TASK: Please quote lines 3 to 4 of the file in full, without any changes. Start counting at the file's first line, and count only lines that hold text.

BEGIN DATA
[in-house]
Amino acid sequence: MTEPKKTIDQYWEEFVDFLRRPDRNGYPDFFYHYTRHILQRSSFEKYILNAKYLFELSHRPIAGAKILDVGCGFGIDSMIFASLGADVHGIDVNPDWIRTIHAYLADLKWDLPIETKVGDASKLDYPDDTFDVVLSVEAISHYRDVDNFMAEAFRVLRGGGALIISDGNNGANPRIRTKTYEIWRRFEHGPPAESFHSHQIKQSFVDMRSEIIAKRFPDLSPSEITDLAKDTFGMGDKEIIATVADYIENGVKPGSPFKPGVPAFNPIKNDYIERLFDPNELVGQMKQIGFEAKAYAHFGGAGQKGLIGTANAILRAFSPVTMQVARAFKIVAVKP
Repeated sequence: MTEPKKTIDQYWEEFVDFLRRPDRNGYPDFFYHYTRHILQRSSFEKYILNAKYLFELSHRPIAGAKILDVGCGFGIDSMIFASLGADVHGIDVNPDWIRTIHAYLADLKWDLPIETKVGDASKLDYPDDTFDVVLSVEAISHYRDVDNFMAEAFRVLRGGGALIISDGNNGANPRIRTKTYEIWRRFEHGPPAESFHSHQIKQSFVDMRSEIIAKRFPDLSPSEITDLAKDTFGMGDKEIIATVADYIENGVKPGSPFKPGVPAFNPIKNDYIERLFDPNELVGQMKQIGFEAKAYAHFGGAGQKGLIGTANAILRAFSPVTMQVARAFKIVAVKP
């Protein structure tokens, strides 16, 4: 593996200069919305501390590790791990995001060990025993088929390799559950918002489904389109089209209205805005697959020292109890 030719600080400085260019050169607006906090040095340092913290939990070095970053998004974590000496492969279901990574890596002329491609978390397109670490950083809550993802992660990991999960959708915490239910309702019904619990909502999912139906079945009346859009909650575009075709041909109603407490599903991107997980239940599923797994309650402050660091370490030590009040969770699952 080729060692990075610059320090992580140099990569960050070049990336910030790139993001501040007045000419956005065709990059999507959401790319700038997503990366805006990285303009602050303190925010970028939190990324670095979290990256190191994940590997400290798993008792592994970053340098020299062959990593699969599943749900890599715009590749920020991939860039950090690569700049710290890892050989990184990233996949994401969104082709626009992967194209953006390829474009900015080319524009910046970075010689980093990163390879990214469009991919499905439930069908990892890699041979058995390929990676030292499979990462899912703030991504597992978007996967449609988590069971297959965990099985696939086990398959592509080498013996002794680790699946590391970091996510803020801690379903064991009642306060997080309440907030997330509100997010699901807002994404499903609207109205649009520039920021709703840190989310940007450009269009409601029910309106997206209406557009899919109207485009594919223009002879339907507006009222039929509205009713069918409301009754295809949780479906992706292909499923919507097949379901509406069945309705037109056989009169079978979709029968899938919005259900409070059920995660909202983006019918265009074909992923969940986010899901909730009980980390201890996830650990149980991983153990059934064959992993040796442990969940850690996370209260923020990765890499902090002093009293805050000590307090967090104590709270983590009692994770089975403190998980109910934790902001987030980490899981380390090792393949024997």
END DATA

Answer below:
Repeated sequence: MTEPKKTIDQYWEEFVDFLRRPDRNGYPDFFYHYTRHILQRSSFEKYILNAKYLFELSHRPIAGAKILDVGCGFGIDSMIFASLGADVHGIDVNPDWIRTIHAYLADLKWDLPIETKVGDASKLDYPDDTFDVVLSVEAISHYRDVDNFMAEAFRVLRGGGALIISDGNNGANPRIRTKTYEIWRRFEHGPPAESFHSHQIKQSFVDMRSEIIAKRFPDLSPSEITDLAKDTFGMGDKEIIATVADYIENGVKPGSPFKPGVPAFNPIKNDYIERLFDPNELVGQMKQIGFEAKAYAHFGGAGQKGLIGTANAILRAFSPVTMQVARAFKIVAVKP
């Protein structure tokens, strides 16, 4: 593996200069919305501390590790791990995001060990025993088929390799559950918002489904389109089209209205805005697959020292109890 030719600080400085260019050169607006906090040095340092913290939990070095970053998004974590000496492969279901990574890596002329491609978390397109670490950083809550993802992660990991999960959708915490239910309702019904619990909502999912139906079945009346859009909650575009075709041909109603407490599903991107997980239940599923797994309650402050660091370490030590009040969770699952 080729060692990075610059320090992580140099990569960050070049990336910030790139993001501040007045000419956005065709990059999507959401790319700038997503990366805006990285303009602050303190925010970028939190990324670095979290990256190191994940590997400290798993008792592994970053340098020299062959990593699969599943749900890599715009590749920020991939860039950090690569700049710290890892050989990184990233996949994401969104082709626009992967194209953006390829474009900015080319524009910046970075010689980093990163390879990214469009991919499905439930069908990892890699041979058995390929990676030292499979990462899912703030991504597992978007996967449609988590069971297959965990099985696939086990398959592509080498013996002794680790699946590391970091996510803020801690379903064991009642306060997080309440907030997330509100997010699901807002994404499903609207109205649009520039920021709703840190989310940007450009269009409601029910309106997206209406557009899919109207485009594919223009002879339907507006009222039929509205009713069918409301009754295809949780479906992706292909499923919507097949379901509406069945309705037109056989009169079978979709029968899938919005259900409070059920995660909202983006019918265009074909992923969940986010899901909730009980980390201890996830650990149980991983153990059934064959992993040796442990969940850690996370209260923020990765890499902090002093009293805050000590307090967090104590709270983590009692994770089975403190998980109910934790902001987030980490899981380390090792393949024997």